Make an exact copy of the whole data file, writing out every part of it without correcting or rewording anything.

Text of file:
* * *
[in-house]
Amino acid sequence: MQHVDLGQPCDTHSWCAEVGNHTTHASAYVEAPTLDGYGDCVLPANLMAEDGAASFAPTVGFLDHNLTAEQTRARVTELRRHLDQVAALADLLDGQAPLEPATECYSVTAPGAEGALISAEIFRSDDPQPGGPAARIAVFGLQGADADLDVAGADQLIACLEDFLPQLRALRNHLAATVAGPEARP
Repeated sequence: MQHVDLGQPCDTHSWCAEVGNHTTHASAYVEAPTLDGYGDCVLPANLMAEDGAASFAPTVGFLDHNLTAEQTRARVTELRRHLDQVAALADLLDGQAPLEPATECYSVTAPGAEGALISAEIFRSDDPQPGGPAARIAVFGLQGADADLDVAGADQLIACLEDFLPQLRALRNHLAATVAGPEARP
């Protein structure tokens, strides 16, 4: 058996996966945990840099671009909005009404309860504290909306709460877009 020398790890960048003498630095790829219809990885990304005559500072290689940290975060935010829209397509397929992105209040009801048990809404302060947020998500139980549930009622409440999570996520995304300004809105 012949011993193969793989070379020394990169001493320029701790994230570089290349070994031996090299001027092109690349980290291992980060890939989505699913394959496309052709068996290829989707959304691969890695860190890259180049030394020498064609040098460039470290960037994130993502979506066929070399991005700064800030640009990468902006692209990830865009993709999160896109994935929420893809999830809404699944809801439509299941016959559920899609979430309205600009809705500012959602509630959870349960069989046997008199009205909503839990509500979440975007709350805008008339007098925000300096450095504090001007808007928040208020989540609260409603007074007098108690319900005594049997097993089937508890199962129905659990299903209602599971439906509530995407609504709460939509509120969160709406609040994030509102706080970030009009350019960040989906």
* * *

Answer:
[in-house]
Amino acid sequence: MQHVDLGQPCDTHSWCAEVGNHTTHASAYVEAPTLDGYGDCVLPANLMAEDGAASFAPTVGFLDHNLTAEQTRARVTELRRHLDQVAALADLLDGQAPLEPATECYSVTAPGAEGALISAEIFRSDDPQPGGPAARIAVFGLQGADADLDVAGADQLIACLEDFLPQLRALRNHLAATVAGPEARP
Repeated sequence: MQHVDLGQPCDTHSWCAEVGNHTTHASAYVEAPTLDGYGDCVLPANLMAEDGAASFAPTVGFLDHNLTAEQTRARVTELRRHLDQVAALADLLDGQAPLEPATECYSVTAPGAEGALISAEIFRSDDPQPGGPAARIAVFGLQGADADLDVAGADQLIACLEDFLPQLRALRNHLAATVAGPEARP
């Protein structure tokens, strides 16, 4: 058996996966945990840099671009909005009404309860504290909306709460877009 020398790890960048003498630095790829219809990885990304005559500072290689940290975060935010829209397509397929992105209040009801048990809404302060947020998500139980549930009622409440999570996520995304300004809105 012949011993193969793989070379020394990169001493320029701790994230570089290349070994031996090299001027092109690349980290291992980060890939989505699913394959496309052709068996290829989707959304691969890695860190890259180049030394020498064609040098460039470290960037994130993502979506066929070399991005700064800030640009990468902006692209990830865009993709999160896109994935929420893809999830809404699944809801439509299941016959559920899609979430309205600009809705500012959602509630959870349960069989046997008199009205909503839990509500979440975007709350805008008339007098925000300096450095504090001007808007928040208020989540609260409603007074007098108690319900005594049997097993089937508890199962129905659990299903209602599971439906509530995407609504709460939509509120969160709406609040994030509102706080970030009009350019960040989906």